In carnitine deficiency, fatty acid oxidation is reduced, and fatty acids are diverted into triglyceride synthesis, particularly in the liver. Mitochondrial failure develops in carnitine deficiency when there is insufficient tissue carnitine available to buffer toxic acyl-coenzyme (CoA) metabolites. Toxic amounts of acyl-CoA impair the citrate cycle, gluconeogenesis, the urea cycle and fatty acid oxidation. Carnitine replacement induces excretion of toxic acyl groups in the urine (Stumpf et al., 1985). Skeletal muscles are generally involved, with weakness, lipid myopathy and myoglobinuria often aggravated or precipitated by fasting or exercise. For exercising pigeons, L-carnitine supplementation improved fatty acid oxidation efficiency during heavy exercise (Janssens et al., 1998).
The increases in plasma and hepatic acylcarnitines in broilers fed 0.5% L-carnitine indicated that supplementary carnitine lessens the load of free acyl groups in the liver by eventual oxidation or excretion (Smith et al., 1994). Barker and Sell (1994) found that carnitine intake (0, 50 and 100 mg per kg) (0, 22.7 and 45.5 mg per lb) did not affect body weight, feed conversion efficiency and proximate composition at 21 days in turkeys and at 45 days in broilers. However, more recent research indicates liveweight gains and feed efficiency improved with carnitine supplementation (Iben and Meinhart, 1997; Rabie et al., 1997a, d; Rabie and Szilagyi, 1998). Iben and Meinhart (1997) noted that broilers given L-carnitine with optimum lysine and methionine were 2.47% heavier than controls. Amount and percentage of abdominal fat and ether extract in breast meat of 53-day-old broilers were significantly reduced in response to carnitine supplementation (Rabie et al., 1997a).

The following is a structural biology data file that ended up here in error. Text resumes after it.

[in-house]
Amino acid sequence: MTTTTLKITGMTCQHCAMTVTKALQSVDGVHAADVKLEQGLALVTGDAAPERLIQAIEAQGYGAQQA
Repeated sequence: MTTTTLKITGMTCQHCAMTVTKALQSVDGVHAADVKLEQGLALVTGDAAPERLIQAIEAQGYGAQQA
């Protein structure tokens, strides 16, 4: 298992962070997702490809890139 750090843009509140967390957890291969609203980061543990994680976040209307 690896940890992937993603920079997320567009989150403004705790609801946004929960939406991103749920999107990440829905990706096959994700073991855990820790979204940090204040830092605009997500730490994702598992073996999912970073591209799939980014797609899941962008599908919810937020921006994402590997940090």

Egg quality and hatchability have been improved with supplemental carnitine (Leibetseder, 1995; Rabie et al., 1997b, c). L-carnitine had a beneficial effect on albumen quality and could modify the components of the edible part of the egg during the late laying period (Rabie et al., 1997b). With 50 and 100 mg per kg (22.7 and 45.5 mg per lb) in the feed of layer hens, hatchability increased by 4% and 2.9%, respectively (Leibetseder, 1995).